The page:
SANTA FE – New Mexico residents who say they endured constitutional rights violations, depression and anxiety under aggressive public health restrictions during the coronavirus outbreak have abandoned a lawsuit against Democratic Gov. Michelle Lujan Grisham after most allegations were dismissed by a judge.
The move came after a string of adverse rulings in state and federal courts for plaintiffs in several lawsuits that challenged the authority of the Democratic governor and state health officials to impose public health restrictions, such as mask mandates, that were phased out earlier this year.
New Mexico imposed some of the most aggressive public health restrictions in the U.S. during the pandemic – mandating face masks, halting in-person activity at nonessential businesses and allowing public schools to suspend in-person classroom teaching for about a year. The orders withstood repeated legal challenges.
Attorney Jonathan Diener said Tuesday that a dozen plaintiffs dropped their lawsuit against Lujan Grisham and state health officials after a federal magistrate judge last week dismissed most of their claims.
The plaintiffs included a pet food business in Rio Rancho, a martial arts studio in Bernalillo, a restaurant in Silver City and a member of an Albuquerque-based megachurch. The lawsuit sought to limit future public health emergency declarations.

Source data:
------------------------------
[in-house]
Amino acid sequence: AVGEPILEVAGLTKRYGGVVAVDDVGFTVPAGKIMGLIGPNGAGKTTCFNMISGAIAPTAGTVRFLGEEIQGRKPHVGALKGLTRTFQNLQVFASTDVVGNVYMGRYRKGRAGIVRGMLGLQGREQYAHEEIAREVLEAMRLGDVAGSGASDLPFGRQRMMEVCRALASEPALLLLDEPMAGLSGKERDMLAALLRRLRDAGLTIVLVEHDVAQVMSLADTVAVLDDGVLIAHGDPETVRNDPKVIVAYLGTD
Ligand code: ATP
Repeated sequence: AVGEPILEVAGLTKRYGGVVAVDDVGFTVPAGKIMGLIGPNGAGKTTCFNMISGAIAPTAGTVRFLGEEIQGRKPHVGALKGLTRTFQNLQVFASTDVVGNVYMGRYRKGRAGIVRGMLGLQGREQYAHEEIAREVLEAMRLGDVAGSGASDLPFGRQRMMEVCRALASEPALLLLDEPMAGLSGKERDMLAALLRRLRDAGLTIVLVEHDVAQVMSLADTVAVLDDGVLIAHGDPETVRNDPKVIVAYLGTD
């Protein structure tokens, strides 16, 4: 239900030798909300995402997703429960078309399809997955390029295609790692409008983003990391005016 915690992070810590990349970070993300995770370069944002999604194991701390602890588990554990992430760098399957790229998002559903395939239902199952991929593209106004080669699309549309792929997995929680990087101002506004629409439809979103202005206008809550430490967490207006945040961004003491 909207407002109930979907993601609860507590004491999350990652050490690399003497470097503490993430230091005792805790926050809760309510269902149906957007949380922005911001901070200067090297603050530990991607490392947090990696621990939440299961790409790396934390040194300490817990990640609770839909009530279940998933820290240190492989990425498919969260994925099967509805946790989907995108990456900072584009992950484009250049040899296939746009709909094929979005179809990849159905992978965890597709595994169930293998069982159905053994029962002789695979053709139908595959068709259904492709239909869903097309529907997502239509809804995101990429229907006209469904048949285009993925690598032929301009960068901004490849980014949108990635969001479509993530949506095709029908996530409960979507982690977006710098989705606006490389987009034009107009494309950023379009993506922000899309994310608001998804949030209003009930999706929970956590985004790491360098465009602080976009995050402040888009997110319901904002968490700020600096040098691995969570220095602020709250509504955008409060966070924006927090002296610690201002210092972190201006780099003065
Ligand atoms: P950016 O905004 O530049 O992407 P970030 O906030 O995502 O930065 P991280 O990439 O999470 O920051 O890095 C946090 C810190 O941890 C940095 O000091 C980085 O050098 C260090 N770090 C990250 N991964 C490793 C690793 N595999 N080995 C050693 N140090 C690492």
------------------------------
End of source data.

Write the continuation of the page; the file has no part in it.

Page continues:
Diener said the lawsuit no longer appeared viable, though the federal judge had allowed claims to move forward about possible infringements on religious freedoms during the state’s initial shutdown of in-person gatherings at churches and other places of worship.
One plaintiff, a member of the Albuquerque-based Calvary Chapel, alleged that she was denied expression of her religious beliefs and that she suffered depression and anxiety from social isolation during the pandemic.
Three lawsuits against Lujan Grisham and her public health orders are pending in U.S. District Court in Albuquerque and the 10th U.S. Circuit Court of Appeals in Denver.
New Mexico state judges have consistently backed the governor’s authority to impose broad public health orders.
The New Mexico Supreme Court in August 2020 affirmed the authority of the state health secretary to restrict or close businesses because of the coronavirus pandemic, rejecting assertions that a temporary ban on indoor dining services was arbitrary and capricious.
In June 2021, the state’s top court ruled that there is no constitutional or statutory requirement to compensate businesses for financial losses caused by emergency public health orders.
Allegations of economic hardship under the orders were blunted somewhat by billions of dollars in federal and state aid that was funneled to New Mexico residents and businesses to sustain payrolls and unemployment payments without corresponding tax increases.
The New Mexico Supreme Court also has ruled that the Legislature was allowed to restrict in-person access to the state Capitol because of the pandemic.